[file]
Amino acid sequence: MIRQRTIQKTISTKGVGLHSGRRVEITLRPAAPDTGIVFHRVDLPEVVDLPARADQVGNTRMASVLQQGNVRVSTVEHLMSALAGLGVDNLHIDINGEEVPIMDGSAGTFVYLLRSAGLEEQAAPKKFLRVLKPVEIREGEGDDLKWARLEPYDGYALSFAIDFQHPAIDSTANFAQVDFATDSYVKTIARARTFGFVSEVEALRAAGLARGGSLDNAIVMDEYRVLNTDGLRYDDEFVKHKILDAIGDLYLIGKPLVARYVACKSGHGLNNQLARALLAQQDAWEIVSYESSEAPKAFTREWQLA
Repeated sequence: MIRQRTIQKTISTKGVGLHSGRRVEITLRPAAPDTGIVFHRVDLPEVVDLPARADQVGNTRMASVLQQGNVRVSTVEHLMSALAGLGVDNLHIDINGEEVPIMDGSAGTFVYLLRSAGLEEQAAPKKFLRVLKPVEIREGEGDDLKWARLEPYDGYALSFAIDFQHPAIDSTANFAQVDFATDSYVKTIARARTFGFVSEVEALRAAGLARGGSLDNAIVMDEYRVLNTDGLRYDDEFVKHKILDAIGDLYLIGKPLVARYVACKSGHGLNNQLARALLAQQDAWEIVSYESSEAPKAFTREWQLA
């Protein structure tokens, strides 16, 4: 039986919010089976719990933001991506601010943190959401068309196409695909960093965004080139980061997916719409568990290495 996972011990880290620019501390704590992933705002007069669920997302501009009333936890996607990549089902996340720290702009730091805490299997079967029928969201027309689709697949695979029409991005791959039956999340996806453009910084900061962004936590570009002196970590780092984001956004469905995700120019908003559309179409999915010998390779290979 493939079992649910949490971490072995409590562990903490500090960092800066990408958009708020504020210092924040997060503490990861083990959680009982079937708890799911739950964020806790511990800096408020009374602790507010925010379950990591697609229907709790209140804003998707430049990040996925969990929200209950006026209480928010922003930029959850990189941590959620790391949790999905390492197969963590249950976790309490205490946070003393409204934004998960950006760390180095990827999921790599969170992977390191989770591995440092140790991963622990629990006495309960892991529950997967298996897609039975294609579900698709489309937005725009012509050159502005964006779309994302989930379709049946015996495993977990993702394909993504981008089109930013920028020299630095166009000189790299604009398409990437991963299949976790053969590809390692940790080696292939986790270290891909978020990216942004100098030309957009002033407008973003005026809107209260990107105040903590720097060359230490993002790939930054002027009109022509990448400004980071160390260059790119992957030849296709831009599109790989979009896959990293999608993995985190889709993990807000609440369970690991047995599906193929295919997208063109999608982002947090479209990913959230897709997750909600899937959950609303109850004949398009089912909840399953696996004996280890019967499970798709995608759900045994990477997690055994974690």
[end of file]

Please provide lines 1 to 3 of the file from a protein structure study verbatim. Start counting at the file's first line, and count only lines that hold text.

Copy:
Amino acid sequence: MIRQRTIQKTISTKGVGLHSGRRVEITLRPAAPDTGIVFHRVDLPEVVDLPARADQVGNTRMASVLQQGNVRVSTVEHLMSALAGLGVDNLHIDINGEEVPIMDGSAGTFVYLLRSAGLEEQAAPKKFLRVLKPVEIREGEGDDLKWARLEPYDGYALSFAIDFQHPAIDSTANFAQVDFATDSYVKTIARARTFGFVSEVEALRAAGLARGGSLDNAIVMDEYRVLNTDGLRYDDEFVKHKILDAIGDLYLIGKPLVARYVACKSGHGLNNQLARALLAQQDAWEIVSYESSEAPKAFTREWQLA
Repeated sequence: MIRQRTIQKTISTKGVGLHSGRRVEITLRPAAPDTGIVFHRVDLPEVVDLPARADQVGNTRMASVLQQGNVRVSTVEHLMSALAGLGVDNLHIDINGEEVPIMDGSAGTFVYLLRSAGLEEQAAPKKFLRVLKPVEIREGEGDDLKWARLEPYDGYALSFAIDFQHPAIDSTANFAQVDFATDSYVKTIARARTFGFVSEVEALRAAGLARGGSLDNAIVMDEYRVLNTDGLRYDDEFVKHKILDAIGDLYLIGKPLVARYVACKSGHGLNNQLARALLAQQDAWEIVSYESSEAPKAFTREWQLA
């Protein structure tokens, strides 16, 4: 039986919010089976719990933001991506601010943190959401068309196409695909960093965004080139980061997916719409568990290495 996972011990880290620019501390704590992933705002007069669920997302501009009333936890996607990549089902996340720290702009730091805490299997079967029928969201027309689709697949695979029409991005791959039956999340996806453009910084900061962004936590570009002196970590780092984001956004469905995700120019908003559309179409999915010998390779290979 493939079992649910949490971490072995409590562990903490500090960092800066990408958009708020504020210092924040997060503490990861083990959680009982079937708890799911739950964020806790511990800096408020009374602790507010925010379950990591697609229907709790209140804003998707430049990040996925969990929200209950006026209480928010922003930029959850990189941590959620790391949790999905390492197969963590249950976790309490205490946070003393409204934004998960950006760390180095990827999921790599969170992977390191989770591995440092140790991963622990629990006495309960892991529950997967298996897609039975294609579900698709489309937005725009012509050159502005964006779309994302989930379709049946015996495993977990993702394909993504981008089109930013920028020299630095166009000189790299604009398409990437991963299949976790053969590809390692940790080696292939986790270290891909978020990216942004100098030309957009002033407008973003005026809107209260990107105040903590720097060359230490993002790939930054002027009109022509990448400004980071160390260059790119992957030849296709831009599109790989979009896959990293999608993995985190889709993990807000609440369970690991047995599906193929295919997208063109999608982002947090479209990913959230897709997750909600899937959950609303109850004949398009089912909840399953696996004996280890019967499970798709995608759900045994990477997690055994974690």